Are Octogenarians in Good Condition after Cardiac Valvular Surgery?

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Author(s)

    • Sumi Mizuki
    • Department of Cardiovascular Surgery, Nagasaki University Graduate School of Medicine, Nagasaki, Nagasaki, Japan
    • Ariyoshi Tsuneo
    • Department of Cardiovascular Surgery, Nagasaki University Graduate School of Medicine, Nagasaki, Nagasaki, Japan
    • Miura Takashi
    • Department of Cardiovascular Surgery, Nagasaki University Graduate School of Medicine, Nagasaki, Nagasaki, Japan
    • Hashimoto Wataru
    • Department of Cardiovascular Surgery, Nagasaki University Graduate School of Medicine, Nagasaki, Nagasaki, Japan
    • Hashizume Koji
    • Department of Cardiovascular Surgery, Nagasaki University Graduate School of Medicine, Nagasaki, Nagasaki, Japan
    • Matsukuma Seiji
    • Department of Cardiovascular Surgery, Nagasaki University Graduate School of Medicine, Nagasaki, Nagasaki, Japan
    • Eishi Kiyoyuki
    • Department of Cardiovascular Surgery, Nagasaki University Graduate School of Medicine, Nagasaki, Nagasaki, Japan

Abstract

Purpose: With the aging of society in developed countries and advances in surgical technology in recent years, surgery is increasing in elderly patients. When performing surgery in older patients, both surgical outcomes and the maintenance of postoperative quality of life (QOL) are important issues. This study investigated surgical outcomes and postoperative QOL in octogenarians who underwent cardiac valvular surgery.Methods and Results: Fifty-nine (16 males) octogenarians (80–89 years old, mean age, 82.4 ± 2.4 years) underwent cardiac valvular surgery between August 1999 and June 2011. A QOL questionnaire, which included the Barthel Index (BI), Fillenbaum Instrumental Activities of Daily Living (FIADL), and the Vitality Index (VI), was sent to all survivors. Kaplan-Meier analysis was used to assess survival. Hospital mortality was 1.6% (1 patient). The 3-, 5-, and 7-year survival rates were 81.2%, 75.4%, and 67.8%, respectively. The BI showed that 87.5% of patients did not require caregiving, the FIADL showed that 32.5% were highly independent, and the VI showed that 87.5% were motivated to live.Conclusions: Short-term outcomes were satisfactory, with low complication and mortality rates. Mid-term outcomes showed maintenance of the minimal required ADL and good motivation for living. However, independence in social activities was decreased, suggesting the need for comprehensive social support.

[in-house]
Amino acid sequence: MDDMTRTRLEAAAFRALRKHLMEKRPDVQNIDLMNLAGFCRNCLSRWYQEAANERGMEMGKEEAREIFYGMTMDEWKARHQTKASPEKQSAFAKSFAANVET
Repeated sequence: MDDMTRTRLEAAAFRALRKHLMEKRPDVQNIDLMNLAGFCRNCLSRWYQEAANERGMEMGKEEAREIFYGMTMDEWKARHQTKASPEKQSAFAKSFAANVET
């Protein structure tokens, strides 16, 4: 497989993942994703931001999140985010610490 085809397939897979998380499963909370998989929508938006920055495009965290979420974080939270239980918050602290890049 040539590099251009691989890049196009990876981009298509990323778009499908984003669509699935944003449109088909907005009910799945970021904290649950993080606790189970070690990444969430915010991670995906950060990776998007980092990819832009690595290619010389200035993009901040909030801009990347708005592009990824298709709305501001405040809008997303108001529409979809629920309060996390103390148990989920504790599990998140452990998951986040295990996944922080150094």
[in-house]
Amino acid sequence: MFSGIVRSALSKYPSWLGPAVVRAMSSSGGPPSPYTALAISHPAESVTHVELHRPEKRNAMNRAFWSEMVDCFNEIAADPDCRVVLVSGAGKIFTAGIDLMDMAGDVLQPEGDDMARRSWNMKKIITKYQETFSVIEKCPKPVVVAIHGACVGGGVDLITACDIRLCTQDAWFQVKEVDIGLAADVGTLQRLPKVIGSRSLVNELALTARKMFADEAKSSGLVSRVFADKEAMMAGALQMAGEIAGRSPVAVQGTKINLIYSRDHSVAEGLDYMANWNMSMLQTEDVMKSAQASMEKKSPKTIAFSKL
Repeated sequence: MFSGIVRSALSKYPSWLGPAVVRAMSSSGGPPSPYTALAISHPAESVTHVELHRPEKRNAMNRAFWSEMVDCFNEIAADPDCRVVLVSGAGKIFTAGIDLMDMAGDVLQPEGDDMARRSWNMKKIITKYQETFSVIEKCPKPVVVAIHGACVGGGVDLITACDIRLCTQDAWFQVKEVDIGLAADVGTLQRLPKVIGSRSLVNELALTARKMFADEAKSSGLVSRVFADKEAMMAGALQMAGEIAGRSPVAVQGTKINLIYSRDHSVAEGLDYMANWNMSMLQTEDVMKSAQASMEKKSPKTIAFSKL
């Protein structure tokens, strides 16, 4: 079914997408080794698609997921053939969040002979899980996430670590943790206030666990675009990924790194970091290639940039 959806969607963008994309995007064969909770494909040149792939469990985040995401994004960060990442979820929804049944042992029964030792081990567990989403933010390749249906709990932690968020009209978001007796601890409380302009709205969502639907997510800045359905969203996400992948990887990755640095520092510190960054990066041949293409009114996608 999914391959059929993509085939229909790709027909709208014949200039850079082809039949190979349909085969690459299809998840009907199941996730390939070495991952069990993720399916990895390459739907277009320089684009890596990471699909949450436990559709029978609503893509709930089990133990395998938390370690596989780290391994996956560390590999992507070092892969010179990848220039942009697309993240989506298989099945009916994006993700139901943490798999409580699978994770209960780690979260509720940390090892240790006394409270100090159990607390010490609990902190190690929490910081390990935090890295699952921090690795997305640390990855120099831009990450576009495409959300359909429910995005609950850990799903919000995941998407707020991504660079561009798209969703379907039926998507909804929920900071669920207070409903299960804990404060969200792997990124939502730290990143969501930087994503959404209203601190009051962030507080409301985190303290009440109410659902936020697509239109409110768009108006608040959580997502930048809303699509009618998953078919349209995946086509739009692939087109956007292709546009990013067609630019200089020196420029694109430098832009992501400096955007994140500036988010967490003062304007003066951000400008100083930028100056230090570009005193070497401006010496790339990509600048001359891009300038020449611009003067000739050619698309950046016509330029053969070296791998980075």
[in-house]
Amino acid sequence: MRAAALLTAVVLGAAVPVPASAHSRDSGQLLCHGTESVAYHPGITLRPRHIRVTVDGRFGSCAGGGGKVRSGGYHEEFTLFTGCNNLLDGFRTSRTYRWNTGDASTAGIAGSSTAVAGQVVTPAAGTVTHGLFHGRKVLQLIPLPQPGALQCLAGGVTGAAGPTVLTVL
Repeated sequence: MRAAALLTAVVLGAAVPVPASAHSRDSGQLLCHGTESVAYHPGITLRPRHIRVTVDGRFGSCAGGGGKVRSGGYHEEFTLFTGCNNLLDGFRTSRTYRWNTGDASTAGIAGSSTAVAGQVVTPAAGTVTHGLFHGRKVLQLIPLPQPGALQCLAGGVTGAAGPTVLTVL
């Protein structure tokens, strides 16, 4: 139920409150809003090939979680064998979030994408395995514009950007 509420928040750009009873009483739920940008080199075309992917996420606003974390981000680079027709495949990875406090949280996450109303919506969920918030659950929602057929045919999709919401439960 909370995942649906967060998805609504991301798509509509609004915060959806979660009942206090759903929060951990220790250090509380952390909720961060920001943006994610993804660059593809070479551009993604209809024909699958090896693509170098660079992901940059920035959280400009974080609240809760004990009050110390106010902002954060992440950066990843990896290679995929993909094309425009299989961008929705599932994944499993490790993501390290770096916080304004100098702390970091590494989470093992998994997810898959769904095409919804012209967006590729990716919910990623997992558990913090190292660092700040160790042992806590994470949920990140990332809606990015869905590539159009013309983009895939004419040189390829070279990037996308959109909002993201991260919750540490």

Journal

  • Annals of Thoracic and Cardiovascular Surgery

    Annals of Thoracic and Cardiovascular Surgery 20(6), 1021-1025, 2014

    The Editorial Committee of Annals of Thoracic and Cardiovascular Surgery

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